No one forgets the flash and fury of a fire, its fragrance not being top of mind. I remember when the Steamship Authority dock burned down in 1965 and after a prompt, I remember the acrid smell of burning creosote. I also remember watching the Norton House fire in 2001 with high, mile per hour winds fueling it and the heartbreaking panic of wondering if the homes of the Historic District would be saved. Thanks to incessant rain and the heroism of the Oak Bluffs and other towns’ volunteer fire departments they were.

After leaving the scene, I recall smelling the fire all the way over to the fire station. Attending the town hall building committee open house at the new fire and safety building last week, we were treated to a tour of the facility by Chief John Rose. What. An. Amazing. Building!

When firefighters rush in and out of burning structures their lives are endangered then and afterwards when they return to the station covered with arsenic and other toxins, the byproduct of fires, like the creosote at the old dock. Our new fire station has an area for firefighters to decontaminate themselves and their uniforms. EMT’s use it for washing blood off after accidents.

Built to last 50 to 60 years, the station features five bunk rooms, a laundry and showers for the crew and EMT personnel who return to base after assisting patients with Norovirus or other contagious ailments. Daily, patients stop at the building to have their blood and sugar tested at doctors’ recommendations. Personal lockers may be a small comfort but are in high demand in a unisex environment.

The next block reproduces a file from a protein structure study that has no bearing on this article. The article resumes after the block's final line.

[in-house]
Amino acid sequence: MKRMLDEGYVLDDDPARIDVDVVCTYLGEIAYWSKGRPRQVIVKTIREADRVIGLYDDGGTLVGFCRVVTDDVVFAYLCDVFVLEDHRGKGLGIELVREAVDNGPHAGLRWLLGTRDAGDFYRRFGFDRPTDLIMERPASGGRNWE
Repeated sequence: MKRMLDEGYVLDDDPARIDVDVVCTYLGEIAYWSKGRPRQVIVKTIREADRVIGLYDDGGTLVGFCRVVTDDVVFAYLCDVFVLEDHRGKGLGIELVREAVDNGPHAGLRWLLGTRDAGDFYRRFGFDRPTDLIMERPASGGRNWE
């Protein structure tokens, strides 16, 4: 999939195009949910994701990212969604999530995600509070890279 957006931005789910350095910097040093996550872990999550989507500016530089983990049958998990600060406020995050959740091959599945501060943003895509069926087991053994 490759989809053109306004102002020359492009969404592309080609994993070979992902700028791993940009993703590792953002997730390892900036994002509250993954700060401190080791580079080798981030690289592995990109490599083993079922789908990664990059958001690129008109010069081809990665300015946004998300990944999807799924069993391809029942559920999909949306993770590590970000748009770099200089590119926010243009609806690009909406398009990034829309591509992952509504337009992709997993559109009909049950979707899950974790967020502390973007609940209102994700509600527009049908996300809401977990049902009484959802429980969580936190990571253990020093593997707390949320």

The building has a full electronic educational facility for training (for up to 60) and was constructed for the future by building wide communications, ambulance records storage, computer and electric backup. Every article on the town’s ambulances is stored at the station in multiples—and they are stored in a separate bay limited to 66 degrees in negative pressure to limit contamination and dust.

I learned that fully equipped volunteers perform their responsibilities carrying and wearing 76 pounds of equipment. Thanks to the well-planned design by Chief Rose, the new Fire and Safety building can back up town hall in an emergency. Not that our existing hand me down town hall could be helpful in an emergency.

Over its useful life, the new fire center’s initial cost of about $8 million dollars will be amortized at about $150,000 a year, a minor amount for our safety and wellbeing. This April, I hope we’ll vote in favor of a new town hall—equipped for the future of a town that has weathered 110 years of a rich and vibrant history since our secession—when Edgartown made the rules for us.

Oak Bluffs Library program coordinator Nate Luce plans a return of last summer’s African American Literature and Culture Festival for late August featuring an art exhibit of paintings by Q. T. (Cutie) Bowles, a contemporary of Lois Mailou Jones. To lend financial support to the Library Friends of Oak Bluffs go to where selecting them from the drop-down menu gifts them 0.5 per cent of your purchase — at no added cost to you. At 10:30 a.m. on Wednesdays the library has Stuffed Animal Storytime and Book Babies Storytime is on Thursdays at 11 a.m. Toddler Time is at 10:30 a.m. on Fridays and Lego Club is on Fridays at 3 p.m.

MV Community Services Family Center offers a session for Grandparents Raising Grandchildren with the Island Wide Youth Collaborative this Saturday from 10 to 11:30 a.m. to share information on trends and issues on the subject. Coffee is included.

For coffee and breakfast, Linda Jean’s opens next Friday.

Victims of domestic violence will find the Oak Bluffs Fire and Safety Building a safe place. Enter on Fire House Lane and hit the red emergency button to be safely locked in and immediately in touch with a full time person to help. You will be comforted and well protected, a useful service for Connect to End Violence, the organization at Martha’s Vineyard Community Services helping families.

Keep your foot on a rock.

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